Can you give three specific tips to help writers launch their platform?
Sure. Here’s my top three…
1. Clarify the expertise you have to offer. If you don’t know what your expertise is, then mulling it over could take some time. And that’s okay. Consult experts you respect. Do some self-reflection. Get out and connect with others like you through associations or conferences. Write some articles on things you know how to do. Don’t be afraid to take time for platform development before you start spending a lot of time online…especially if you already are online but are not getting any closer to accomplishing your professional writing goals. When it comes to clarifying your expertise, taking a step back and looking within is a good strategy.
2. Carve out a distinct niche among others who are offering similar expertise. How are you different? Inquiring minds want to know. You’ll have to communicate who you are and what you do quickly. Attention spans are getting shorter, so writing down what you do concisely is critical. Platform isn’t the credentials or your resume; it’s what you currently do. It’s current, constantly evolving, and updated on an ongoing basis. A blog is a good example of a place where a writer can authentically share what she is learning to assist others. Any niche should always be a win-win proposition like this. But again, give your topic some forethought. Realize that a hundred people might already be blogging on the same topic.
3. Identify and respond to your audience. If you are vague about your audience, the whole writing process takes longer and typically requires more rewriting. This applies to books, blogs and everything else. But when you identify your specific audience and begin speaking to them directly, the conversation can spark all kinds of wonderful ideas, connections and opportunities. Small concrete steps build over time and create career momentum.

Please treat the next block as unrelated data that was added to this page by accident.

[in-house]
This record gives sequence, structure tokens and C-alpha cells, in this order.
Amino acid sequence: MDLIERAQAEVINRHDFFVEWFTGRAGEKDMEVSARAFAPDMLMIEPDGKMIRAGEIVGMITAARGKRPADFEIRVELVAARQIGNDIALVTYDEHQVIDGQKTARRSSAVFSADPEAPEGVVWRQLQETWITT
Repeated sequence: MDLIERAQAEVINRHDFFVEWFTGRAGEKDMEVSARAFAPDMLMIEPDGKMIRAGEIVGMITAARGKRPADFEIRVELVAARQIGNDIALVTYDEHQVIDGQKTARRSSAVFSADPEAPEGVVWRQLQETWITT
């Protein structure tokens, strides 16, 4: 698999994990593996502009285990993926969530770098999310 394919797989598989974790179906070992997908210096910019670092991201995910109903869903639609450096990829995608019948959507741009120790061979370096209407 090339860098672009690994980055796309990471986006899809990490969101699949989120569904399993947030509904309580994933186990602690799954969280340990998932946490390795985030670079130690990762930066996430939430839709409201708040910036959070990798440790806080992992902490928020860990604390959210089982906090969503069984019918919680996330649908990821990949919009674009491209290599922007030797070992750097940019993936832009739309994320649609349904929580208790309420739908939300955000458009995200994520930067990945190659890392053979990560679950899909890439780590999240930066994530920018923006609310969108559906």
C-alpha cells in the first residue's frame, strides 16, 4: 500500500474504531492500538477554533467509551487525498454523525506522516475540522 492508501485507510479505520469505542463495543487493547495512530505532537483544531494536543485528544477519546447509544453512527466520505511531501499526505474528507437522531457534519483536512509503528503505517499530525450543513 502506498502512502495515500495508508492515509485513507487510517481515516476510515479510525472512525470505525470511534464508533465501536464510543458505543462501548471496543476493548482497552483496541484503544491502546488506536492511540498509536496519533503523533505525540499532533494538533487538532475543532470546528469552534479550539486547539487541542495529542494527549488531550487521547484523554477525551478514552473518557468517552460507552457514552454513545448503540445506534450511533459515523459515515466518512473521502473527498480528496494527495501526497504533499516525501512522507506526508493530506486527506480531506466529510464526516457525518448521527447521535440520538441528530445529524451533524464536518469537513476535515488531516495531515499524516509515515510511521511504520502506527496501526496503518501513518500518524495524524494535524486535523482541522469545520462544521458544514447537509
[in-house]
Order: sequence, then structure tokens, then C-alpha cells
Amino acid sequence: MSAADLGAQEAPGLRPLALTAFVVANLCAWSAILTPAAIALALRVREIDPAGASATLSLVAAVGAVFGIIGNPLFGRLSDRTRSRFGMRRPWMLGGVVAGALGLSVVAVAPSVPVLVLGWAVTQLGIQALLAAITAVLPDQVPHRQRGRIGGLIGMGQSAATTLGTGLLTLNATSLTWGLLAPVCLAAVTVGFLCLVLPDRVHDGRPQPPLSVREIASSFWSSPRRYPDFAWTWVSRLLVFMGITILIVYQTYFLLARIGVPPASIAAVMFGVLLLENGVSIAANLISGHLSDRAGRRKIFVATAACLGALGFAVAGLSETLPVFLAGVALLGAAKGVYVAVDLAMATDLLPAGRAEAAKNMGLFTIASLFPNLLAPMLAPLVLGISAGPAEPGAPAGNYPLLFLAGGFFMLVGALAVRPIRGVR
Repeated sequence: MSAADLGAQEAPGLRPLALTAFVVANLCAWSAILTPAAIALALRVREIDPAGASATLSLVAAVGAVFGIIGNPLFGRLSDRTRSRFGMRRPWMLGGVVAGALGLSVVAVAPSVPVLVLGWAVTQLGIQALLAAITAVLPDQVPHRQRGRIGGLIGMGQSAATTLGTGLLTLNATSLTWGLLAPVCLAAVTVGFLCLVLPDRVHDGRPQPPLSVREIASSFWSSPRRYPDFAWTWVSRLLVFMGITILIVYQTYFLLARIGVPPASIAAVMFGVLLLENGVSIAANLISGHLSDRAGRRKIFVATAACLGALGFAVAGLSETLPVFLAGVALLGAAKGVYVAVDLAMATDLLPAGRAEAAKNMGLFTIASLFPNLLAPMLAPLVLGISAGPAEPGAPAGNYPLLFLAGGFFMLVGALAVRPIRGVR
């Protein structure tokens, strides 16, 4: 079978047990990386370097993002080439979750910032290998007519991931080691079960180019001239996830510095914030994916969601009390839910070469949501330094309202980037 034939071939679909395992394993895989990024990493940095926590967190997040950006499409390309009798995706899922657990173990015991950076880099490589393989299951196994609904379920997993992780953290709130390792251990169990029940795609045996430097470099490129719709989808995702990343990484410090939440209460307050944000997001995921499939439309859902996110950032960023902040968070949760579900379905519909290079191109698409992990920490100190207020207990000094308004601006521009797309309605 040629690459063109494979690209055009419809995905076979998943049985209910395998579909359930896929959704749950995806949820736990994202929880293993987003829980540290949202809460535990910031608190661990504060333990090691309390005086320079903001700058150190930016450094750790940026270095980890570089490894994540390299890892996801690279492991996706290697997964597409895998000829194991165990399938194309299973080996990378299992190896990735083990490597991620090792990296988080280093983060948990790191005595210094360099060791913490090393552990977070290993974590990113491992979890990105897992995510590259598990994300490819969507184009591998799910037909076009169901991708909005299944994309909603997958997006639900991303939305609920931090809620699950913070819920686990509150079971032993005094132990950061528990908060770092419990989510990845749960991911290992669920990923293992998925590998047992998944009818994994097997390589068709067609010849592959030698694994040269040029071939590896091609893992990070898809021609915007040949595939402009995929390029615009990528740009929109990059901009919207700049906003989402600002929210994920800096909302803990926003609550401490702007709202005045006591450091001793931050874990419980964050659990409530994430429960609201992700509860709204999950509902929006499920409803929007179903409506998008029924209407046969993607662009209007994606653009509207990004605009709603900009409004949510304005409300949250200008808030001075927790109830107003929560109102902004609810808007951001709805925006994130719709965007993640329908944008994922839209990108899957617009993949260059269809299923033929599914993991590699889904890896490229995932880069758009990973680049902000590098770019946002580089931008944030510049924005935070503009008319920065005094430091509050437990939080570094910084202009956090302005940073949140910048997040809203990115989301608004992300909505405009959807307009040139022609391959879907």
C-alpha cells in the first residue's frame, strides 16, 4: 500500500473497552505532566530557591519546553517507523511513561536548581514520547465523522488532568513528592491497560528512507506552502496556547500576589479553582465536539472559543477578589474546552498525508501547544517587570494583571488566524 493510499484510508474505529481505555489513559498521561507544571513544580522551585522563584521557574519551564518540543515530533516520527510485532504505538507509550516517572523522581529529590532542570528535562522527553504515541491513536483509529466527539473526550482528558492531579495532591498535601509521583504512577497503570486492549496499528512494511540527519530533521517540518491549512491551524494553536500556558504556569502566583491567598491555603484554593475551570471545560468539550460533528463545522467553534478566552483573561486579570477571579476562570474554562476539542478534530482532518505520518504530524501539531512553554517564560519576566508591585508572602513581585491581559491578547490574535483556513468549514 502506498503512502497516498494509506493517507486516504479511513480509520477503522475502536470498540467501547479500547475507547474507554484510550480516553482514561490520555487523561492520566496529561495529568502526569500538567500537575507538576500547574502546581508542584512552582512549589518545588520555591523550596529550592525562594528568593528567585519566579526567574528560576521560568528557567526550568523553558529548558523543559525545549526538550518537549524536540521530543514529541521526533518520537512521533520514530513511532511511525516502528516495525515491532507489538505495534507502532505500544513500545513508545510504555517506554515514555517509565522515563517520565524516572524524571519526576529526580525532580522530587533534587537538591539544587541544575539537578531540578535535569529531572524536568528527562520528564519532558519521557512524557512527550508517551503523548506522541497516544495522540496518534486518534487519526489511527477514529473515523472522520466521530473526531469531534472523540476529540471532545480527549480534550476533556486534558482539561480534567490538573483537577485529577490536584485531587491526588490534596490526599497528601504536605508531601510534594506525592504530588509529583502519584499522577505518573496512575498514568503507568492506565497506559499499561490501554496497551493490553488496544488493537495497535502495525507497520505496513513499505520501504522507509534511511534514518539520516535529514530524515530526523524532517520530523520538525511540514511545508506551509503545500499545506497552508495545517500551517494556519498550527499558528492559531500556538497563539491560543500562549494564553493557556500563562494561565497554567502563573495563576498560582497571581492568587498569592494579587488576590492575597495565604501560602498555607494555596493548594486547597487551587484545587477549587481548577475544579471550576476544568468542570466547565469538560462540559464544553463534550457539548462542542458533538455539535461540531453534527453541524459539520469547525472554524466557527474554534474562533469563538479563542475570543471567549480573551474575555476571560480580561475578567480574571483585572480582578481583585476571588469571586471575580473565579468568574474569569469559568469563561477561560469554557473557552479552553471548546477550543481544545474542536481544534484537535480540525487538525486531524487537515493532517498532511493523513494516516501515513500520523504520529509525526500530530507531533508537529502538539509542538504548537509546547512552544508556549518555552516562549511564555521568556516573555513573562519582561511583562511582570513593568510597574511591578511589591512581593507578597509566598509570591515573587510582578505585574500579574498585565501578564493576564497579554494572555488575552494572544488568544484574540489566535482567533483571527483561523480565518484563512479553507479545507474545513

When you're done platform building, how do you find time to write?
My career goes in cycles. I have periods that focus on writing followed by periods that focus on self-promotion. I’m in a promo cycle right now and it’s fun! I’m thoroughly enjoying myself. And I’m still writing plenty. I have noticed that these supposed “non-writing times” often yield the next book idea, which has been the case again this time. I can’t wait to pitch it.
If a writer starts today and allows platform development to be an integrated aspect of her writing career, I’m sure she will find that the two efforts—writing and self-promotion—feed each other and help her career to grow naturally and authentically. And what writer wouldn’t want that?
You can learn more about Christina Katz and her offerings at http://www.christinakatz.com/. And, I have a copy of Writer Mama to give away. Just comment and let me know how you would benefit from the book.